Sutler vs settler

Photo of author


Sutler and settler are two words that are sometime confused. We will examine the definitions of sutler and settler, where these two words came from and some examples of their use in sentences.

A sutler is a civilian person who sells provisions to an army. A sutler may have a store inside an outpost, licensed by the military commander, or he may simply follow the army in a wagon outfitted with supplies. The word sutler is derived from the Dutch word soeteler which means peddler or someone who does dirty tasks.

A settler is someone who puts down roots in a previously uninhabited area, usually building a farm or sometimes a ranch in an area without civilization. Settlers are usually the first to come to an uninhabited area, eventually building towns and cities. The word settler is the agent noun of the word settle, which is derived from the Old English word setlan, which means to seat.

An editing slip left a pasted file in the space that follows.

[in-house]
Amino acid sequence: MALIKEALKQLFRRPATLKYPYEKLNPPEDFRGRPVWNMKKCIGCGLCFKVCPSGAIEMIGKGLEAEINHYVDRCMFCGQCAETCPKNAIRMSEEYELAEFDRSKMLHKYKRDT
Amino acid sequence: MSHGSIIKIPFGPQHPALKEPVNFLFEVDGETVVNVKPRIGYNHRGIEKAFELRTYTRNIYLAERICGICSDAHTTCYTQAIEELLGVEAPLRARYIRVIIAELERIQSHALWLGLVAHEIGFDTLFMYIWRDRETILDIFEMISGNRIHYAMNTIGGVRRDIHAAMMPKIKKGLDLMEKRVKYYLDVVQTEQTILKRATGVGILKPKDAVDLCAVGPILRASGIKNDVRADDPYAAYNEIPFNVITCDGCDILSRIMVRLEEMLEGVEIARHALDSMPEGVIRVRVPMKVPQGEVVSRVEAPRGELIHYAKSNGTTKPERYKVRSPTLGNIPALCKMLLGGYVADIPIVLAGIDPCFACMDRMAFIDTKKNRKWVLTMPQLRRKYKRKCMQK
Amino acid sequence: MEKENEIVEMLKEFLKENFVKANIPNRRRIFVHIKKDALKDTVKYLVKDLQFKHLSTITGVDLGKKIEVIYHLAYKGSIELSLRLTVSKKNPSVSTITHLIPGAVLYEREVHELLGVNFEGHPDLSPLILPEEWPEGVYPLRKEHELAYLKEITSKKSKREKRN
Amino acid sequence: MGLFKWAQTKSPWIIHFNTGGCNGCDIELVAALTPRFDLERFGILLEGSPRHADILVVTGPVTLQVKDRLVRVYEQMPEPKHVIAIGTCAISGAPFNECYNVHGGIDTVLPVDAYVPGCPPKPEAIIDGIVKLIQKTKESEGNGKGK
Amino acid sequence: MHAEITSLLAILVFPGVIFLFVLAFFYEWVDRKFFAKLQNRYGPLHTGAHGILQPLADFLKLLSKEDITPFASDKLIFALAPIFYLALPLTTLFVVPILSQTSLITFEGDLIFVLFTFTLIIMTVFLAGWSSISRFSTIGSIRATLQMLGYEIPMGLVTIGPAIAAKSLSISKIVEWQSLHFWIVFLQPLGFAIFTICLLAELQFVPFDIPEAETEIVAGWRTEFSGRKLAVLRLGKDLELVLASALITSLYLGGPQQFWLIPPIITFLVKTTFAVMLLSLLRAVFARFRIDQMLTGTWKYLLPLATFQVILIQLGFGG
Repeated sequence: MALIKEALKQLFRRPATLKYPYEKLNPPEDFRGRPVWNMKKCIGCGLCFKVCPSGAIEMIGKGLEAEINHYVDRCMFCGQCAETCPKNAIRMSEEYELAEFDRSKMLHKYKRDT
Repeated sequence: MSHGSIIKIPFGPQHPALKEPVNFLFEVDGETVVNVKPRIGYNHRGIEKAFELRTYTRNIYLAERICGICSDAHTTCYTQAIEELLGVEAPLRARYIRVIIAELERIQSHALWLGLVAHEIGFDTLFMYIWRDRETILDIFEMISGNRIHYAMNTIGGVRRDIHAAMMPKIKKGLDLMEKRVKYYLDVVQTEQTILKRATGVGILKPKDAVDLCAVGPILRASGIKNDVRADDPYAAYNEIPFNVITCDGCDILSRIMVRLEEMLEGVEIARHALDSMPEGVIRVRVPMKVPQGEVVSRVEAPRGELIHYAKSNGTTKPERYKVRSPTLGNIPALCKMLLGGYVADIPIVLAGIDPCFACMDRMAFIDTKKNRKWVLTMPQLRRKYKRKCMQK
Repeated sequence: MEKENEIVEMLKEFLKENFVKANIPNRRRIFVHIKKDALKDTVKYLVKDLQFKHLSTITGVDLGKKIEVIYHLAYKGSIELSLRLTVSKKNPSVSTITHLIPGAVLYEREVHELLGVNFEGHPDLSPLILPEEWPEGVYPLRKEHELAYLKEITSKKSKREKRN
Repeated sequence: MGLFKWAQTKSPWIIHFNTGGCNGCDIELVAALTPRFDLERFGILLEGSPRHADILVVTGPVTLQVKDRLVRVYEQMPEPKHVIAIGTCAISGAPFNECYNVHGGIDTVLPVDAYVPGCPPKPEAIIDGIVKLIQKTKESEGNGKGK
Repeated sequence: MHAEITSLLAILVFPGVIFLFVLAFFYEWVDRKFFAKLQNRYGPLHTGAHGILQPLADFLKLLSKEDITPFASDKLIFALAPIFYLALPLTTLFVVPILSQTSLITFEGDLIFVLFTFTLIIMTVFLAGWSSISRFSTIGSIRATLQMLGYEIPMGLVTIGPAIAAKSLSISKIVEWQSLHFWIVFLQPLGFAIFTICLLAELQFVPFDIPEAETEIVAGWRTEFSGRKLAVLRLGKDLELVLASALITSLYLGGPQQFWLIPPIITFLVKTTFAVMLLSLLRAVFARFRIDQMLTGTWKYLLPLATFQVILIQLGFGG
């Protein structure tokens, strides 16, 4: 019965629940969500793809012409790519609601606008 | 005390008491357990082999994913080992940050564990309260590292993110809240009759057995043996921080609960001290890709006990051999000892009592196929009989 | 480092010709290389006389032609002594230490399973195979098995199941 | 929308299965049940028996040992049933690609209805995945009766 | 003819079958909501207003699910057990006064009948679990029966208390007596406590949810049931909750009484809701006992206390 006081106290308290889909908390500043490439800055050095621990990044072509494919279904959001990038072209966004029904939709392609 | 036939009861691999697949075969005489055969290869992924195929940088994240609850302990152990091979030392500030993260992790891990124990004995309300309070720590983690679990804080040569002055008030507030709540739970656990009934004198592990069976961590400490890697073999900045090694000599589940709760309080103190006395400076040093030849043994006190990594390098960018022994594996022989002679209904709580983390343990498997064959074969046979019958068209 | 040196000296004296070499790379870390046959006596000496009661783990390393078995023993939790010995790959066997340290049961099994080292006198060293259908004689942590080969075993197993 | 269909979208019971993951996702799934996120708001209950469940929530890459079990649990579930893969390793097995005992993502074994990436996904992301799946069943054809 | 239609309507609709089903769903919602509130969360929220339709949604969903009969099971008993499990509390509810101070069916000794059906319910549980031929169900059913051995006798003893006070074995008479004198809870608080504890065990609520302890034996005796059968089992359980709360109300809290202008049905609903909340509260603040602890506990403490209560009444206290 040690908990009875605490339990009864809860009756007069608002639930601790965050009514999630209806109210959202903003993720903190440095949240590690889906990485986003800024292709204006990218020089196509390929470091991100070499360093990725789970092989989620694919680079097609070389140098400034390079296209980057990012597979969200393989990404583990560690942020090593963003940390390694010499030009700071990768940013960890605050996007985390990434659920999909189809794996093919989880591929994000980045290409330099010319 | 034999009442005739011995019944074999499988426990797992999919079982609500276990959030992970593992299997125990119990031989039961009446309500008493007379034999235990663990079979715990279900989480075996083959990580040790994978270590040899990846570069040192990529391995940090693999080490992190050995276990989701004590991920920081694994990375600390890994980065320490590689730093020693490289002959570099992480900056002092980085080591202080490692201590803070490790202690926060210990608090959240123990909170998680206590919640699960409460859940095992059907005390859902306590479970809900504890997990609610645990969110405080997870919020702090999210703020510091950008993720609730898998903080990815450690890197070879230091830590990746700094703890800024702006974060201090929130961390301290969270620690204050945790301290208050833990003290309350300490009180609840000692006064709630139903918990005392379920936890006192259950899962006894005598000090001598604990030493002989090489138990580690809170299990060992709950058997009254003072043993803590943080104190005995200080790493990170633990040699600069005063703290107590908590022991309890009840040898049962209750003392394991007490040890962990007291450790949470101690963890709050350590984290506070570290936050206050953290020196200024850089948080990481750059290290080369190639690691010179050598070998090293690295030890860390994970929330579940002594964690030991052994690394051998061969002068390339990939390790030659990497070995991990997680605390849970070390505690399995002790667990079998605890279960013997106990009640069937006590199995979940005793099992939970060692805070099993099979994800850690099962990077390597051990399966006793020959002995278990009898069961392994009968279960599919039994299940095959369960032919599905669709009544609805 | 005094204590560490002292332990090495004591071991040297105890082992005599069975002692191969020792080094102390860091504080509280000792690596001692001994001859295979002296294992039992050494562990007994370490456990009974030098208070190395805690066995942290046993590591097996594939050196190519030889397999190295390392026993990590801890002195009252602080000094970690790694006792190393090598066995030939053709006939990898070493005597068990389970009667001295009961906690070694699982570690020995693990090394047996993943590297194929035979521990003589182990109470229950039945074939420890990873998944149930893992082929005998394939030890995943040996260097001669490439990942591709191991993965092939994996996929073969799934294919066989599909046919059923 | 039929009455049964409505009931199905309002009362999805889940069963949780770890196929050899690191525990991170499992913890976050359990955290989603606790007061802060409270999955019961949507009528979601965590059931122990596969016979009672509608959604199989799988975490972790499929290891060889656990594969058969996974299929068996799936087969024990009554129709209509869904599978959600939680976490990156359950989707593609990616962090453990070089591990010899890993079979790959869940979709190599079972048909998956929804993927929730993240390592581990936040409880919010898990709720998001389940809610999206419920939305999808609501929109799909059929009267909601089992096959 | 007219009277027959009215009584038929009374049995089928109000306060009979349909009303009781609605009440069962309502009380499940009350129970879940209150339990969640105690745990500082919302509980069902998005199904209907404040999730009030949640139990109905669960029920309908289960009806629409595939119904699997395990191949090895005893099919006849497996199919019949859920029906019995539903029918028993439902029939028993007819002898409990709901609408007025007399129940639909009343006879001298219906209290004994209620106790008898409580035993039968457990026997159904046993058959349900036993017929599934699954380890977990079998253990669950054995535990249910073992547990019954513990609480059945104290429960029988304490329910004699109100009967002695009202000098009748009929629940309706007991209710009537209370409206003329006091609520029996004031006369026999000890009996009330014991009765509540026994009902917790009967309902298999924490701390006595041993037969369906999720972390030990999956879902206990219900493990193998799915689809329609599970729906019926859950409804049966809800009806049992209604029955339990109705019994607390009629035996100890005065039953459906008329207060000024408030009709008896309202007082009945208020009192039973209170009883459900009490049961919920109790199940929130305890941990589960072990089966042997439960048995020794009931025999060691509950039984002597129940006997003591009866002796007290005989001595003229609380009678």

. I do not know what more you ask and as you hint about accounts with the sutler, I will tell you the largest amount I have ever owed him at any pay day was $3.00 and that was for necessary articles not furnished by the government. … (The Herald Times Reporter)

Several structures surrounded its parade grounds, including company and junior officers’ quarters, stables, hospital, bakery, guard house and a sutler’s store. (The Buffalo News)

Defense Minister Avigdor Liberman on Sunday condemned a rock throwing attack allegedly carried out by Israeli settlers in the West Bank over the weekend in which an IDF officer was injured, calling the perpetrators “thugs.” (The Times of Israel)

The Rush and Rodgers clans stuck together, following Thomas Rodgers to Rangitikei and Manawatu, some of the area’s first European settlers. (The Manawatu Standard)

Help Us Improve!

Help Us Improve!

- Did we make a mistake?
- Do you have feedback or suggestions on how we can improve?

press Enter

Use Shift+Tab to go back